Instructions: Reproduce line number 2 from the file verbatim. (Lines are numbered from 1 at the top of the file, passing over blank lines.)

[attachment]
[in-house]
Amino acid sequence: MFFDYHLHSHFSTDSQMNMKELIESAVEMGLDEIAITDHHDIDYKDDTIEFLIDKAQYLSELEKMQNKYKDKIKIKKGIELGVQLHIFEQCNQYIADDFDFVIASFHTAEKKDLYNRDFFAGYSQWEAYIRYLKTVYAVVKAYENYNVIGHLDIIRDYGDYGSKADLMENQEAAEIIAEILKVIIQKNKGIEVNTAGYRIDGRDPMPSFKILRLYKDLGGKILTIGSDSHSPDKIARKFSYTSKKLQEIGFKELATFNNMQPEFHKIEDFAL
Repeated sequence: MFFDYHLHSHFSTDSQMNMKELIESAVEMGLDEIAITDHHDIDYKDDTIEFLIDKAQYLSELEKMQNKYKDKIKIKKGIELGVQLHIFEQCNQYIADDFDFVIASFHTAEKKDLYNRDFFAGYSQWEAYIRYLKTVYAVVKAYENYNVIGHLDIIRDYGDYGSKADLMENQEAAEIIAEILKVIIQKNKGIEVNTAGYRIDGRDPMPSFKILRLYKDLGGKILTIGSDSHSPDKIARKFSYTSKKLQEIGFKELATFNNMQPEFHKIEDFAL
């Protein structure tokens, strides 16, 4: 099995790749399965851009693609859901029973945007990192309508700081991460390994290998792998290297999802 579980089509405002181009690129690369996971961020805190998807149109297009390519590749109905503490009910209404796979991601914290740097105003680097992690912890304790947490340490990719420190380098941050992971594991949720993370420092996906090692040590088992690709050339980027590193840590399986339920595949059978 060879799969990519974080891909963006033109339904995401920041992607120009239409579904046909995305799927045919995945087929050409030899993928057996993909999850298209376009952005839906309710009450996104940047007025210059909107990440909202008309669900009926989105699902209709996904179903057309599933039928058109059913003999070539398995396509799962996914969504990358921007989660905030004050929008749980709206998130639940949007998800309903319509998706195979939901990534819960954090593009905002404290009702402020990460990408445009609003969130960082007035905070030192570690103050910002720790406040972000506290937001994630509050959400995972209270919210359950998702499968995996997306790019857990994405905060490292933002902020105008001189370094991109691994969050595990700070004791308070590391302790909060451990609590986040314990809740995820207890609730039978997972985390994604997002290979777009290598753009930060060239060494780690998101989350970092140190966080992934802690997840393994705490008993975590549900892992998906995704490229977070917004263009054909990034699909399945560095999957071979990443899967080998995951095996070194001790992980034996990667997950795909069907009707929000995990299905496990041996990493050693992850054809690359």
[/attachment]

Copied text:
Amino acid sequence: MFFDYHLHSHFSTDSQMNMKELIESAVEMGLDEIAITDHHDIDYKDDTIEFLIDKAQYLSELEKMQNKYKDKIKIKKGIELGVQLHIFEQCNQYIADDFDFVIASFHTAEKKDLYNRDFFAGYSQWEAYIRYLKTVYAVVKAYENYNVIGHLDIIRDYGDYGSKADLMENQEAAEIIAEILKVIIQKNKGIEVNTAGYRIDGRDPMPSFKILRLYKDLGGKILTIGSDSHSPDKIARKFSYTSKKLQEIGFKELATFNNMQPEFHKIEDFAL